The Affiliate Council is a standing committee of the Association of State and Territorial Health Officials (ASTHO), comprising 21 legally separate professional associations representing state public health workers. The council serves as a forum for these affiliates to communicate, coordinate activities, and collaborate around shared issues and the collective need for developing the capacity of the state public health workforce. For several years, the affiliates have worked cooperatively to address public health workforce development, including supporting the development and dissemination of the Public Health Workforce Interests and Needs Survey (PH WINS). Representatives of the Affiliate Council participated in the ASTHO/de Beaumont Foundation–sponsored summit that identified topics for PH WINS as well as on the technical expert panel that guided the development of and planning for the survey. Affiliates alerted their members to the release of the survey and encouraged them to participate if they received an invitation.
Through the Affiliate Council's Workforce Development Workgroup—intended to strengthen cross-affiliate communication—affiliates regularly identify and advance joint goals related to public health workforce development and share information about professional development courses, trainings, seminars, and other offerings. Among the existing crosscutting workforce development opportunities, we identified was a multiday, multicourse training from the Directors of Health Promotion and Education on how to engage in policy, environment, and systems change approaches to public health. PH WINS data revealed that while 73% of those at the executive level considered “influencing policy development” a very important skill, only 25% of those at the nonsupervisory level and 52% at the manager level considered this very important.1 , 2 This finding suggests that using policy approaches for systems change might be undervalued and underused in public health and underscores the need for training public health workers at varying levels of the organizational hierarchy on how to engage in systems and policy approaches to public health.
Another PH WINS finding is that 69% of respondents considered as “very important” the ability to communicate ideas and information in a way that different audiences can understand; most felt they had such skills and could engage partners outside health departments on projects (61% reported being “proficient” or “expert”). However, 20% of individuals who identify themselves as working in programs that deal with “noncommunicable disease” report they are unable to communicate in a way that persuades others to act, or are at a beginner level, as are 18% of those who work in health promotion/wellness.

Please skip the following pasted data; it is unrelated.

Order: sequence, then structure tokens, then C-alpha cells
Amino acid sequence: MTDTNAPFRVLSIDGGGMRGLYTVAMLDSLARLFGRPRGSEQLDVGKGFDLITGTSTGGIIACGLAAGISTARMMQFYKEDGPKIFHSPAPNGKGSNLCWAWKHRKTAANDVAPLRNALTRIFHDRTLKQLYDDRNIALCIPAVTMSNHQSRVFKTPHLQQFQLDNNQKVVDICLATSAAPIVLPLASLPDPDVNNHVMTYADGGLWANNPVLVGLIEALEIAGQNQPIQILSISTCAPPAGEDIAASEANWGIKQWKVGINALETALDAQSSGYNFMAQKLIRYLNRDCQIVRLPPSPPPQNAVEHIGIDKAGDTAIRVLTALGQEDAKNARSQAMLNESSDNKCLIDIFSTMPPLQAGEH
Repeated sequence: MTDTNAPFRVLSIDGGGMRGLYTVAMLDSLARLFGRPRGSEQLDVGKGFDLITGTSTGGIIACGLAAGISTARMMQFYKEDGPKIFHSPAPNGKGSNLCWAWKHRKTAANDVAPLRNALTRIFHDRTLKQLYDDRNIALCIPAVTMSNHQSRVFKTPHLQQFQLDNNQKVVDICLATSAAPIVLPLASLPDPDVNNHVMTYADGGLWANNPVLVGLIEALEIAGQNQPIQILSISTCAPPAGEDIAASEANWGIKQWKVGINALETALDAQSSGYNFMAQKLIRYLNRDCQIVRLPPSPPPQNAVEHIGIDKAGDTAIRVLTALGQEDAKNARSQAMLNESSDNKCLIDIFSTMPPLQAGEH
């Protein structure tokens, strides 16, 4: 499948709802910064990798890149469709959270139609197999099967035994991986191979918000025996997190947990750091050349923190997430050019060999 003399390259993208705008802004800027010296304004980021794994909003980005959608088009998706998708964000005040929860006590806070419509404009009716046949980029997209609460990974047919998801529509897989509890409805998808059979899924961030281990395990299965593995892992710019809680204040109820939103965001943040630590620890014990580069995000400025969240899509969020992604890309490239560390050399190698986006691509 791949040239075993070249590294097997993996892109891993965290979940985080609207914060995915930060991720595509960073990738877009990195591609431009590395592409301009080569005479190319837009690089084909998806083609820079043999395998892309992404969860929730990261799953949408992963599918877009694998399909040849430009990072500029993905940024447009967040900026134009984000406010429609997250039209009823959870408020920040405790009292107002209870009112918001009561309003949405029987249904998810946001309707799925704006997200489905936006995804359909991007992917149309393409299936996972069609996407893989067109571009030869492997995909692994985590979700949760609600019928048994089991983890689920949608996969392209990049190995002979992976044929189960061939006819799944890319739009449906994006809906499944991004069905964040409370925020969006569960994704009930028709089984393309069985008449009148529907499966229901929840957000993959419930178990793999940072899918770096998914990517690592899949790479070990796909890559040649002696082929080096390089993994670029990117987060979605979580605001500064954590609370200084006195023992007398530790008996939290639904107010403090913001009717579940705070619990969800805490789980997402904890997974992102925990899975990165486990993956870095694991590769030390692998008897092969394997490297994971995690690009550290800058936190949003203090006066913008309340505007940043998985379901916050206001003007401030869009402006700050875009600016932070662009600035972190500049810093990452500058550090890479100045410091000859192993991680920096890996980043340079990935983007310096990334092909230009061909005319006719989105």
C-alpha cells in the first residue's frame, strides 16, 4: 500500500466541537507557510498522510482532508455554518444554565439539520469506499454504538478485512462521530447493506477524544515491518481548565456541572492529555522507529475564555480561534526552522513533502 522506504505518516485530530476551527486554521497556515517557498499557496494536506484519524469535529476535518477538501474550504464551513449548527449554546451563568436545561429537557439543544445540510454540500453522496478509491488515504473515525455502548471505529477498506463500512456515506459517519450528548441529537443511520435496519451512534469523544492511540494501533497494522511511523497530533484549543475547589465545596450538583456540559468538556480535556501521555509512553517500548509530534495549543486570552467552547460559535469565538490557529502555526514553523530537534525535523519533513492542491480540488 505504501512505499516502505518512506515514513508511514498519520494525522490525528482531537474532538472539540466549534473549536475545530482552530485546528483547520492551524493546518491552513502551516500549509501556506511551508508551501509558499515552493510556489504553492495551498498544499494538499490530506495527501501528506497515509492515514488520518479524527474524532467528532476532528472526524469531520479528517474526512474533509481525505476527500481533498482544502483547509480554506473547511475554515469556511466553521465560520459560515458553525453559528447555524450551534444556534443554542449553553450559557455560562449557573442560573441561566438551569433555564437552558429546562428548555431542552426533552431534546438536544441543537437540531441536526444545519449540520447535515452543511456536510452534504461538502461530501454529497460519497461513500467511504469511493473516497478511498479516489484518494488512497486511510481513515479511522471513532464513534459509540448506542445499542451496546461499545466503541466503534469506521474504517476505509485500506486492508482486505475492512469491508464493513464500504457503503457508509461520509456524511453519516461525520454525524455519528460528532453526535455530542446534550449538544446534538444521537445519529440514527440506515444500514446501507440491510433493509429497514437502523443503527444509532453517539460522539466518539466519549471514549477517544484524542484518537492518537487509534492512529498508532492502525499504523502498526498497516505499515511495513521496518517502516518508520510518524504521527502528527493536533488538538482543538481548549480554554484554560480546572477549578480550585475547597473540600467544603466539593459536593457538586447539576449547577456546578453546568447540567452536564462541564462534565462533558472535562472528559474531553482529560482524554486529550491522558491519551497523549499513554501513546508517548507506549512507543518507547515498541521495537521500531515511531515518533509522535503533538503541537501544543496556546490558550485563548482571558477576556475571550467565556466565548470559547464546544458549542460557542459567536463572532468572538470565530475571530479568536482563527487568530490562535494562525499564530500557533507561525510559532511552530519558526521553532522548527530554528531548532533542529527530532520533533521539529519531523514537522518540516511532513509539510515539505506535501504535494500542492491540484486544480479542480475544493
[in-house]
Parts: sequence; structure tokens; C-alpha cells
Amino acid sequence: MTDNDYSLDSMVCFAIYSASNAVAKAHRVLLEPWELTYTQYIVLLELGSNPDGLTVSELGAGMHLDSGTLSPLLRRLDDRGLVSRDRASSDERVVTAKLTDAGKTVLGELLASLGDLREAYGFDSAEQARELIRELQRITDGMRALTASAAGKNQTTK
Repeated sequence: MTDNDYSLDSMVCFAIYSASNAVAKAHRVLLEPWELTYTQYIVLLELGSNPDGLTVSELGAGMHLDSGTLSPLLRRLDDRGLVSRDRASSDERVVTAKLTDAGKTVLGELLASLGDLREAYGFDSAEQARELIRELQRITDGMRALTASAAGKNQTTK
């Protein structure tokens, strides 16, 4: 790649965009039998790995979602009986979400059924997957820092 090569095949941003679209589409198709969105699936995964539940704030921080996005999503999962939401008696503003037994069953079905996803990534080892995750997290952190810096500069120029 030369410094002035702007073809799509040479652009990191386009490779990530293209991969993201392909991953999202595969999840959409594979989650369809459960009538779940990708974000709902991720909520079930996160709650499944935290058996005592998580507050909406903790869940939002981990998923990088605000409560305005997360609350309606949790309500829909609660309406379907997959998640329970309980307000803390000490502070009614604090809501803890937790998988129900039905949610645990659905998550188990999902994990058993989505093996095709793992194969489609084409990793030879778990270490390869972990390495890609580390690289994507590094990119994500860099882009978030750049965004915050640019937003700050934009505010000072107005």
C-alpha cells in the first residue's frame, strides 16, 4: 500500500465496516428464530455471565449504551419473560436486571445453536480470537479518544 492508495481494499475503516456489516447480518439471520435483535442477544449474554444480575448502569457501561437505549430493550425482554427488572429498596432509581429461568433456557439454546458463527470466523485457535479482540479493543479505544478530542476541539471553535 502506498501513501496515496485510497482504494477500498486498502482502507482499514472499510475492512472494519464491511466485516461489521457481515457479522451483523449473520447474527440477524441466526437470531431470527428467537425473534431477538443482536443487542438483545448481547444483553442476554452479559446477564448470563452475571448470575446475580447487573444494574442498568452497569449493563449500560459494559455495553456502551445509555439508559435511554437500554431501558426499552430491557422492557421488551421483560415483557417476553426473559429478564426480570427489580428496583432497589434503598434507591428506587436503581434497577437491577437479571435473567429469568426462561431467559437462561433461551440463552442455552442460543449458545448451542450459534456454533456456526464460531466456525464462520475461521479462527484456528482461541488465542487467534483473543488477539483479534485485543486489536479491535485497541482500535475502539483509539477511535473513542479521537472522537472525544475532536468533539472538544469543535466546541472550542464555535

PH WINS data also revealed that nearly 1 in 5 survey respondents rate themselves as a beginner or are unable to address the needs of diverse communities in a culturally sensitive way, although almost half (48%) considered the ability to do so very important. Finding ways to enhance cross-cultural communication skills will facilitate this. In 2015, the National Public Health Information Coalition, an affiliate composed of individuals who shape, spread, or help understand the impact of a public health message introduced its Certified Communicator in Public Health credential. The National Public Health Information Coalition's Certified Communicator in Public Health program calls upon public health communicators to—among other competencies—“influence individuals and communities by using media, community resources, and social marketing techniques” and, along with related cultural competence skills, “respect a wide range of differences among intended audiences.”
The latter correlates to the PH WINS skill: “Addressing the needs of diverse communities in a culturally sensitive way.” Sixty percent of respondents who self-identify as public information specialists said this skill is very important, but nearly 27% also said they were either at the beginner level or unable to do this at all. For public health managers/program managers, the numbers are 61% and 20.4%, respectively, indicating that continued professional development is essential in this area. Persuasive communication is an underpinning of “precaution advocacy,” that is, public health efforts directed toward lifestyle choices and behavior change that reduce the risk of illness, injury, or premature death.
Since the inception of the Affiliate Council, the affiliates have contributed significantly to the professionalism of the public health workforce through trainings, competency and credentialing programs, mentorship and leadership development, and other skill development efforts. PH WINS data provide guidance and focus for continued development, including areas of need on which we, as the Affiliate Council, can collaborate to help our members working in state health agencies across program areas meet current and future public health demands.
The urgent need for public health workforce development to meet the changing demands of public health practice has been well documented and discussed over the last few decades. PH WINS data provide an opportunity to move past our discussions by identifying high-priority areas for training and education needed within the current workforce. Federal, state, and local governments, foundations, ASTHO, and affiliates must prioritize and collaborate to meet these needs now, as well as those that will be identified in the future.
1. Leider JP, Bharthapudi K, Pineau V, Liu L, Harper E. The Methods Behind PH WINS. J Public Heal Manag Pract. 2015;21(suppl 6):S28–S35.
2. Kaufman NJ, Castrucci BC, Pearsol J, et al. Thinking beyond the silos: emerging priorities in workforce development for state and local government public health agencies. J Public Heal Manag Pract. 2014;20(6):557–565.